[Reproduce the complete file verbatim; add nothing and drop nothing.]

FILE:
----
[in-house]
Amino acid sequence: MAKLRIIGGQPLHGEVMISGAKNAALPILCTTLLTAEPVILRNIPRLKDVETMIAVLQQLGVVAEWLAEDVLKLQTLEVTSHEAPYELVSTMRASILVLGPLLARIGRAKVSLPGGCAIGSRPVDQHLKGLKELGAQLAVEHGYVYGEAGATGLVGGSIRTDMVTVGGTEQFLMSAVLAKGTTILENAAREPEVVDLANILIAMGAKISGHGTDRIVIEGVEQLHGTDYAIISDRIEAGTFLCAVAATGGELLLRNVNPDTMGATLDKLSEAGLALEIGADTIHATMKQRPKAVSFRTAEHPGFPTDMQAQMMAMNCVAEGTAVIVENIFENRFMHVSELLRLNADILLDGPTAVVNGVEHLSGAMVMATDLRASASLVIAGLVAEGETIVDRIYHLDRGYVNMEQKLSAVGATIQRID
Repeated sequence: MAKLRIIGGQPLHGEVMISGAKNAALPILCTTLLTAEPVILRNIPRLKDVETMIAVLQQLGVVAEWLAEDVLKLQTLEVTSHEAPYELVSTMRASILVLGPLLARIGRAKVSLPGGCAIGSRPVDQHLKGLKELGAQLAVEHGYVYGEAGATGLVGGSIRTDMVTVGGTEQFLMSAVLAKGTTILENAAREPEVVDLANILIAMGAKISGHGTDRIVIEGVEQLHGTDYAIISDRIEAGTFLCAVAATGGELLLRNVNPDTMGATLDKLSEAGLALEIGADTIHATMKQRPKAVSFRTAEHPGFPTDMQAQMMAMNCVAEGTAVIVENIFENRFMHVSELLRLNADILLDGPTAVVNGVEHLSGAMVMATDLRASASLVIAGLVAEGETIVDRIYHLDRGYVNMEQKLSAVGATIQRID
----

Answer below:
[in-house]
Amino acid sequence: MAKLRIIGGQPLHGEVMISGAKNAALPILCTTLLTAEPVILRNIPRLKDVETMIAVLQQLGVVAEWLAEDVLKLQTLEVTSHEAPYELVSTMRASILVLGPLLARIGRAKVSLPGGCAIGSRPVDQHLKGLKELGAQLAVEHGYVYGEAGATGLVGGSIRTDMVTVGGTEQFLMSAVLAKGTTILENAAREPEVVDLANILIAMGAKISGHGTDRIVIEGVEQLHGTDYAIISDRIEAGTFLCAVAATGGELLLRNVNPDTMGATLDKLSEAGLALEIGADTIHATMKQRPKAVSFRTAEHPGFPTDMQAQMMAMNCVAEGTAVIVENIFENRFMHVSELLRLNADILLDGPTAVVNGVEHLSGAMVMATDLRASASLVIAGLVAEGETIVDRIYHLDRGYVNMEQKLSAVGATIQRID
Repeated sequence: MAKLRIIGGQPLHGEVMISGAKNAALPILCTTLLTAEPVILRNIPRLKDVETMIAVLQQLGVVAEWLAEDVLKLQTLEVTSHEAPYELVSTMRASILVLGPLLARIGRAKVSLPGGCAIGSRPVDQHLKGLKELGAQLAVEHGYVYGEAGATGLVGGSIRTDMVTVGGTEQFLMSAVLAKGTTILENAAREPEVVDLANILIAMGAKISGHGTDRIVIEGVEQLHGTDYAIISDRIEAGTFLCAVAATGGELLLRNVNPDTMGATLDKLSEAGLALEIGADTIHATMKQRPKAVSFRTAEHPGFPTDMQAQMMAMNCVAEGTAVIVENIFENRFMHVSELLRLNADILLDGPTAVVNGVEHLSGAMVMATDLRASASLVIAGLVAEGETIVDRIYHLDRGYVNMEQKLSAVGATIQRID